evolutionary computer chain.

    As we mentioned in our first
    report, the Mega STs will be sold in
    1, 2 and 4 megabyte configurations.
    They feature detachable keyboards
    (with improved, crisper keyboard
    "feel"), a separate CPU box housing
    a double density 3 1/2 inch drive,
    built-in blitter chip, expansion bus
    and power supply, and use the new
    one-megabyte DRAMs. A mouse port
    and joystick port are in the back of
    the ST keyboard unit, near the
    center. The keyboard itself is
    attached with a length of coiled
    cable, using standard phone jacks.

    The usual ST ports (DMA, MIDI,
    etc.) are arranged in the back of the
    CPU box. The box also serves as a
    monitor platform. Atari's new
    20-megabyte hard disk fits in the
    same "footprint" as the CPU and can
    be placed between CPU and monitor,
    adding only another inch.


    Conventional laser printers offered
    by other companies require hundreds
    of dollars worth of microprocessor
    and support electronics. But the
    Atari ST's high-speed DMA port,
    coupled with the raw horsepower of
    the 68000 microprocessor, allows the
    ST to drive their new laser printer
    directly, thereby lowering the
    price. At the show, Atari announced
    a desktop publishing system, which
    will include a two megabyte Mega ST
    and an Atari Laser Printer, for less
    than $3000. The 300 dot-per-inch
    laser printer will also be sold
    separately for under $1500. A
    spring delivery date was announced.

    In the Atari booth, a Mega ST2
    (2-meg) was actually printing
    high-resolution, excellent quality
    press releases (about one per
    second), giving true meaning to the
    phrase, "hot off the press."

    Although Atari was reluctant to
    identify the manufacturer of the
    printer engine, experts recognized
    the show model as a Canon. The
    Canon engine is known for its low
    price. However, it supposedly has a
    limited print life. Also, it is good
    for small-quantity printing, but the
    per-copy price is relatively high.

    Antic Publishing was unable to
    determine if Canon will be the
    actual supplier for the final

    When asked at the press conference,
    Sam Tramiel identified the supplier
    as "Japan, Inc." (Editor's note:
    since Canon is not known for
    extremely low volume prices to OEM
    vendors (such as Atari Corp.), our
    assumption is that the final Atari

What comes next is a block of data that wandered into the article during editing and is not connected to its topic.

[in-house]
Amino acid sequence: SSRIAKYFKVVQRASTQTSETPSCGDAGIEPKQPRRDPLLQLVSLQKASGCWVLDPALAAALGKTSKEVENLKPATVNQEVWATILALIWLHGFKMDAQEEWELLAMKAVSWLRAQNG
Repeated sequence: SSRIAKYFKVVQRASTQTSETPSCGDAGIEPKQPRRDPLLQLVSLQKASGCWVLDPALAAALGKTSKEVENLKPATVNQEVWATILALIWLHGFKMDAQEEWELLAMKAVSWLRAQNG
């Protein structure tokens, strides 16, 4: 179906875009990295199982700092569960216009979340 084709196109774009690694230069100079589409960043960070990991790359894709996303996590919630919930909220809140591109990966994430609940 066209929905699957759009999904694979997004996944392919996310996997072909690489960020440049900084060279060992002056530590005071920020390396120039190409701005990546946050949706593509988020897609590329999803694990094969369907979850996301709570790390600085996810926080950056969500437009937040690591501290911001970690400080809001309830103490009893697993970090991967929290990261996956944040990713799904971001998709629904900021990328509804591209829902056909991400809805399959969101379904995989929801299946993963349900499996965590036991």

laser printer will not use a
    Canon engine.)

    Within 90 days we may even see a
    laser printer development kit,
    allowing software to interface with
    virtually any laser printer engine.
    This will open the market for third
    party manufacturers, both high- and
    low-end, and make the Atari one of
    the most versatile (and inexpensive)
    desktop publishing systems around.
    For less than the price of a
    Macintosh, you can get a Mega ST2,
    an Atari Laser Printer, and the
    software to drive it.


    As mentioned in the first CES
    report, Atari has announced the
    first in a proposed series of
    IBM-compatible computers.

    There will be two configurations of
    the Atari PC: a $499 version, with
    a IBM PC/XT-styled keyboard and CPU
    only; and the $699 version, which
    will include a "tri-sync EGA
    monochrome monitor."

    (The actual PC hardware is
    identical; only the packages offered
    are different.) The monitor has a
    720 X 348 high-resolution display.
    Both computers come with mouse ports
    and mouse, built-in parallel, serial
    and SCSI ports, one 5 1/4 inch 360K
    disk drive (built into the CPU box),
    and 512K RAM expandable to 640K RAM.

    They also include 256K of dedicated
    screen RAM, which makes the entire
    512K of system RAM available to
    developers. Atari will also market
    an expansion box which will
    accomodate up to five AT-sized
    add-on boards.

    The Atari PC comes with
    (unheard-of) graphics support built

    EGA (enhanced graphics adaptor), CGA
    (color graphics adaptor), Hercules